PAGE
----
"It means a lot," said Bradley. "Everybody is representing Jackie Robinson for that special day and giving thanks for everything he's done for the game of baseball, for all sports. It's just a special day."
As an African-American, Bradley learned quickly about Robinson during his youth.
"I think it was something I knew at a very early age, especially being African-American," said Bradley. "I think probably before I even started playing baseball, I knew all about Jackie Robinson."
Bradley enjoyed seeing the motion picture "42" that depicted Robinson's life.
"It was something, kind of like a recap for me, because I had known so much about him, I had seen documentaries before the actual movie and it was great that I could see a modern-times version of it," Bradley said. "I saw the Jackie Robinson documentary when he actually played himself in the movie. To see it nowadays, it was still pretty cool."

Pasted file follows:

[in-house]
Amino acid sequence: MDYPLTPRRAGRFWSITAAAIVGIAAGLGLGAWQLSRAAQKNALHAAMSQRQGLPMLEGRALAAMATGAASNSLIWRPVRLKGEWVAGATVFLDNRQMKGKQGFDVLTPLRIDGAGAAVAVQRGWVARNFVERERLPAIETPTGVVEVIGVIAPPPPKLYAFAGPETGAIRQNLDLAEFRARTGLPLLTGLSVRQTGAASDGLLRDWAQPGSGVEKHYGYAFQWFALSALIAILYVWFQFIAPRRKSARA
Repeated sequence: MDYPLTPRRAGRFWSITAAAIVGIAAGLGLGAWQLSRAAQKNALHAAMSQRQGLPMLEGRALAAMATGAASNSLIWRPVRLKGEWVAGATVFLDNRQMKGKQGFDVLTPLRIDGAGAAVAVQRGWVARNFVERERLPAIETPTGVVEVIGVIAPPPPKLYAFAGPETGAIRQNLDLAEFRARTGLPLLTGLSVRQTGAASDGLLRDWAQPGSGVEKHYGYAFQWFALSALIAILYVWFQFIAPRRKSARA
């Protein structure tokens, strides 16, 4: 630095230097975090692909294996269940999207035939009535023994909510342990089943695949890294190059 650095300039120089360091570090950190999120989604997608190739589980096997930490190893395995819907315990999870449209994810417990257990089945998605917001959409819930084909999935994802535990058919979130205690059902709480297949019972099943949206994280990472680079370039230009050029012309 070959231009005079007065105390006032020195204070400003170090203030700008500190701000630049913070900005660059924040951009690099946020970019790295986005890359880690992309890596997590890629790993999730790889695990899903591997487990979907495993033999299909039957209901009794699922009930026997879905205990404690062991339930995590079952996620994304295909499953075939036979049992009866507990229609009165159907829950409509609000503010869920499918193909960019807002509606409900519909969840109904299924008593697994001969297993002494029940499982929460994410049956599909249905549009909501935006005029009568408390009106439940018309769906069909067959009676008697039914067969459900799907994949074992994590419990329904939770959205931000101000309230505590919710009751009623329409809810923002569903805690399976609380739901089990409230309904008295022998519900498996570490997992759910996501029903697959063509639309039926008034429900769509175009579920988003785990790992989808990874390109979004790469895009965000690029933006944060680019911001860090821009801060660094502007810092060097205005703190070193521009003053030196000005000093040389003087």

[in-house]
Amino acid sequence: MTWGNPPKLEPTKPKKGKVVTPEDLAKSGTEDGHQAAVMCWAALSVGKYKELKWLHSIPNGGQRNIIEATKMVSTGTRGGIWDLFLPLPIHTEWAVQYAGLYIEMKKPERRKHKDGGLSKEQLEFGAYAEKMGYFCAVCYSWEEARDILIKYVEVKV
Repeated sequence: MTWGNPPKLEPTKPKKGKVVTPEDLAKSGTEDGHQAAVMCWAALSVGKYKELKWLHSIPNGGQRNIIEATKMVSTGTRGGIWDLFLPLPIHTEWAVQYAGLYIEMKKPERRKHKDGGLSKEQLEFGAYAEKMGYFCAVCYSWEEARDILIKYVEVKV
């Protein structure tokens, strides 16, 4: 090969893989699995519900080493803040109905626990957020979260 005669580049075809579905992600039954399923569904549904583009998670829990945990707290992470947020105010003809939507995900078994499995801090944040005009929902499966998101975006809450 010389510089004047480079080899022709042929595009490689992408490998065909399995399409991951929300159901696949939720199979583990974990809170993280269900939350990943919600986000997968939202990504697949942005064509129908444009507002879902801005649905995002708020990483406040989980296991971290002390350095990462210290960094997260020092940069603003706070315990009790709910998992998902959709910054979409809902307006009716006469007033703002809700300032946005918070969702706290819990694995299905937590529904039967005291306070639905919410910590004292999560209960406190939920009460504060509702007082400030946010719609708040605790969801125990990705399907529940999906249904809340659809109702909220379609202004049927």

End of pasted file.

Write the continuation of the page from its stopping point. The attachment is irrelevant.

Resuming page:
Red Sox manager John Farrell is grateful that baseball has a day to honor Robinson's legacy.
"This is a great day for the game, to acknowledge all that he's meant to society," Farrell said. "Personally, I could never even fathom what he went through, the challenges that he faced. But I think it's rightfully done that we all wear his number tonight. And this is also a way that baseball has reflected society. Without being too philosophical, this is a great day and very deserving for Jackie and his family."